Five Pillars of Community: Personal Value
Establishing the Pillars of Community within member-driven organizations is vital to their success.
Having a strong community encourages and activates the full potential of the communities you are trying to build and serve. How do we create strong communities?
As featured in Why Community Matters series with Kiki L’Italien of Association Chat
Join us over the next several weeks as we answer this question and feature each of the five pillars in JUNO’s Five Pillars of Community: Connecting Humans for Organizational Growth, available for download here.
It is vital that organizations understand and offer roles that not only fit each individual’s strengths, but offer positions that give Personal Value, our third community pillar. Organizations must understand what exactly they are requiring individuals to do and how to reward them accordingly. Pillar three is a big one because rewards must outweigh the requirements. Companies are always asking people of their time, money, relationships and efforts. If you really think about it, organizations are asking a lot from their employees, but that ask also needs to reflect the personal value for those individuals.
Associations have to ask: “what reward are we giving our people that is outweighing the requirements we are asking of them?” If companies cannot define the rewards in their business, those communities are facing a direction that they may not want to go. It is important to swing back around: ‘How is our vision doing? How can we build this up? Are we clear in our needs from our people, and what are their opportunities? Does this reward outweigh the requirements and, if not, how can we make that happen?’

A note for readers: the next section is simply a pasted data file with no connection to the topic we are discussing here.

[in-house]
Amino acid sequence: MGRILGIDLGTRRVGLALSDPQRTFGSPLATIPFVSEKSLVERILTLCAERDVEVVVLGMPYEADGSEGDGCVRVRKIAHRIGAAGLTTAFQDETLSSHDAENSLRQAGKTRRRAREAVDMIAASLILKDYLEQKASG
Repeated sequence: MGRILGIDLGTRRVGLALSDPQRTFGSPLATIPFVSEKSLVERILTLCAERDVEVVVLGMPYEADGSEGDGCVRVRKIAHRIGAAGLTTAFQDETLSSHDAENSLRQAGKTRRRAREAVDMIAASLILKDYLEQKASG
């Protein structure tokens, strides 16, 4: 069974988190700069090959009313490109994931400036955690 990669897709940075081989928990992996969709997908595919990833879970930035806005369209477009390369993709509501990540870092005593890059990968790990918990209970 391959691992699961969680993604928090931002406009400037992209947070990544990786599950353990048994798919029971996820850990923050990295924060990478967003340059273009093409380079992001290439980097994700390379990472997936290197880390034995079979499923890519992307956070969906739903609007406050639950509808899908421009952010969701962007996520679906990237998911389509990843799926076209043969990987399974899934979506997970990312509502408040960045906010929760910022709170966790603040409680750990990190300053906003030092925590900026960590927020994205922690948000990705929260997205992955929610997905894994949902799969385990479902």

One of the greatest rewards you can ever give someone is personal value. It is important to understand that personal value is just not a paycheck. Paychecks are easy to replace by simply looking for a new job. Personal value must come in different forms, such as letting someone know why they have been picked for the job or offering educational opportunities for their own growth. Going above and beyond for our employees and making them feel like they are a part of something far greater is an everlasting motivation over a nice paycheck. The reward of being needed is far greater than the reward of monetary things. Monetary is transactional and fleeting, but being needed is so much more powerful and fulfilling.
When a community member knows that they are valued for the survival and the success of the organization, they will always be exponentially more engaged. Emotional connection drives individuals, and simply letting community members know how well they are doing is unbelievably motivating. Establish messaging and marketing that explains the whys and the benefits rather than what is offered to them in return.
Once organizations establish vision and direction and understand what exactly they need from their members, they can then ask: “Are our rewards outweighing the requirements?” If so, that community is in a better position to grow, excel, and be more sustainable in the long run because they have people who know why they are there and why they matter.